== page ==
It’s that time of year again. You may have already selected or you may have not yet, but with open enrollment upon us it’s time for a refresher in all things insurance:
All about that deductible …
One of the best places to revisit when you are looking at your health insurance is your deductible. Your deductible remember, is the limit you must reach before your insurance company starts to kick in. You must satisfy the deductible out of pocket. So for example if your deductible is $3,000. You would have to pay that much prior to an insurer helping out.
If you are looking to save money, this should be the first place to look. By lowering or raising the deductible you will see the biggest swing in premiums.
A word of caution.
If you plan on increasing your deductible to a higher limit, make sure you have an adequate cash reserve. Just because your premiums are lowered by raising your deductible doesn’t mean that you won’t have a health event where you might need to hit your entire deductible.
On the flip side if you are healthy and have a cash reserve in place raising your deductible might be a great way to save extra money.
Both of these tax advantaged savings plans are great. You put money pre-tax into them and it comes out tax-free as long as it is for qualified expenses.
The major differences:
You must have a high deductible plan in order to have an HSA (health savings account). If you don’t have a high deductible plan you could still contribute to an FSA.
An FSA is a use it or lose it plan. If you don’t use the entire amount by the end of the year the money is lost. Some employers will offer a provision to roll over up to $500 to the next year or have until March of next year to use the funds. Though, keep in mind this is not required.
Both HSA and FSA can help save in taxes by reducing your taxable income. Don’t forget to use these types of accounts if they are offered.
If you are getting health insurance through the exchange or through a new employer, double check with your doctor before signing up. Make sure they take your coverage before committing a year to the insurance plan.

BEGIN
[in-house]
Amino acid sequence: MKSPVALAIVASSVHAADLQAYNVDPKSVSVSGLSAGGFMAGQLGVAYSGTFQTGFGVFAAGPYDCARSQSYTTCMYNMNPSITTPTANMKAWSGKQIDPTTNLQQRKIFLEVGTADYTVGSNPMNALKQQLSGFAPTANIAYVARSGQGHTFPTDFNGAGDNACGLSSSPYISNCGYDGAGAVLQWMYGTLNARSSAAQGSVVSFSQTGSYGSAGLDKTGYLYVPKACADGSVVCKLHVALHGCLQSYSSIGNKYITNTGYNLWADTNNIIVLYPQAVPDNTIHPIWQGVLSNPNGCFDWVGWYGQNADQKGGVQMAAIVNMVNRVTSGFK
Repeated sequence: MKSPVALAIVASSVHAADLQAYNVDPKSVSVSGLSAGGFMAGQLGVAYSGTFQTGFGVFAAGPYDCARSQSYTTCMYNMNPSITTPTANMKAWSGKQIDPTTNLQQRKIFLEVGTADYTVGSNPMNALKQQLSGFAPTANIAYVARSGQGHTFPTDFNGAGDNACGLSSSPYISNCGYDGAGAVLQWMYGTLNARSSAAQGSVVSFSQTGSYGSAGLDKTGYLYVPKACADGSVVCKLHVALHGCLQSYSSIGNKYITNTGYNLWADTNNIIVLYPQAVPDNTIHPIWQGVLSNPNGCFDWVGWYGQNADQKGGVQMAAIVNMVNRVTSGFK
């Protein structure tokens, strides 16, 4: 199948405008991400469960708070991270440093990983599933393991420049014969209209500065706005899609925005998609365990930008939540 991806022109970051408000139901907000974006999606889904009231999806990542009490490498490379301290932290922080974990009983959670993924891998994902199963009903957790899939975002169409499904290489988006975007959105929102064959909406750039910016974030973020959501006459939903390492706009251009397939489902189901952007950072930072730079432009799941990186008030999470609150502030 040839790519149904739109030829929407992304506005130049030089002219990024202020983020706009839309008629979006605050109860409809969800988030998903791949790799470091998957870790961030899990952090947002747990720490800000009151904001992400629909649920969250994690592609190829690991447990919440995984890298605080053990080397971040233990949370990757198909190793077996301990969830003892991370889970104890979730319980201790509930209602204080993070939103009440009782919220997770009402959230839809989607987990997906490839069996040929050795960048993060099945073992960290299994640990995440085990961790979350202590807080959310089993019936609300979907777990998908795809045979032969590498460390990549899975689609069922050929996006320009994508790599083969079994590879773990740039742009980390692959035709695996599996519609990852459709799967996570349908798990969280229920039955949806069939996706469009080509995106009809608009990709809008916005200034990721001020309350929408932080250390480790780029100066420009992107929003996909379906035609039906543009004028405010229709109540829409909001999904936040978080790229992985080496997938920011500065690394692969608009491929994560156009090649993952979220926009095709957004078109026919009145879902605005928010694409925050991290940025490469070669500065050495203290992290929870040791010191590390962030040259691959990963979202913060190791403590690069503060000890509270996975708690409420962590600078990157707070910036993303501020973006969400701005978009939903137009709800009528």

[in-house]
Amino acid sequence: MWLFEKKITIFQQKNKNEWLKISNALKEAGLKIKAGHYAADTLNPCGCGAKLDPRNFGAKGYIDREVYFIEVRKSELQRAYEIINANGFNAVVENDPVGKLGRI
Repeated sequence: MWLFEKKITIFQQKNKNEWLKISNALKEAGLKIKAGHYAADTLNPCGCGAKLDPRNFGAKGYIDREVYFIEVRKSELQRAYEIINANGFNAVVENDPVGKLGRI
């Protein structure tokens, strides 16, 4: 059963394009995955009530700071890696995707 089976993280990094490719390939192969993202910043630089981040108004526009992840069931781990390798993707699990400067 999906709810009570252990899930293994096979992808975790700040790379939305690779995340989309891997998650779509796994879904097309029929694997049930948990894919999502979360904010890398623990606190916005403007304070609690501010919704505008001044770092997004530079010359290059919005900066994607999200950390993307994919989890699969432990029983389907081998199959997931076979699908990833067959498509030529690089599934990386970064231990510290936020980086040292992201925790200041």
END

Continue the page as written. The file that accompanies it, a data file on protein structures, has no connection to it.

Accidental Death & Dismemberment
Skip the coverage. There is a reason that the premiums are so low, the actual likely hood of something happening is very small. If you have coverage through life insurance it should be enough to make you whole.
If you are lucky enough to work for an employer who offers disability coverage, make sure you max out the benefit. By maxing out the benefit usually around 60%, you will be able to have an income stream in the event you get disabled. Should you pay pre-tax or post tax premiums? The best bet is usually to pay post tax premiums, so that if you were to be disabled the benefits would be paid out tax free.
Everyone has their own specific set of circumstances that will determine how much life insurance you need. However, if your health is not great and you are looking for insurance, you may want to get as much as your company allows. Since it is group coverage it will expire when you leave. But since the insurer will cover everybody in the group, this usually makes it cheaper than getting an individual policy.
If your employer offers an additional benefits, such as gym memberships, wellness programs, and most important retirement benefits, be sure to go over all the details to make sure you aren’t missing any benefits.
Lastly, don’t forget to sign up!
Need to review your benefits? Not working with a financial planner? Schedule a free 30 minute strategy meeting with yours truly!
This material has been provided for general informational purposes only and does not constitute either tax or legal advice. Although we go to great lengths to make sure our information is accurate and useful, we recommend you consult a tax preparer, professional tax advisor, or lawyer.
IRS CIRCULAR 230 DISCLOSURE:
To ensure compliance with requirements imposed by the IRS, we inform you that any U.S. tax advice contained in this communication (including any attachments) is not intended or written to be used, and cannot be used, for the purpose of (i) avoiding penalties under the Internal Revenue Code or (ii) promoting, marketing, or recommending to another party any transaction or matter addressed herein.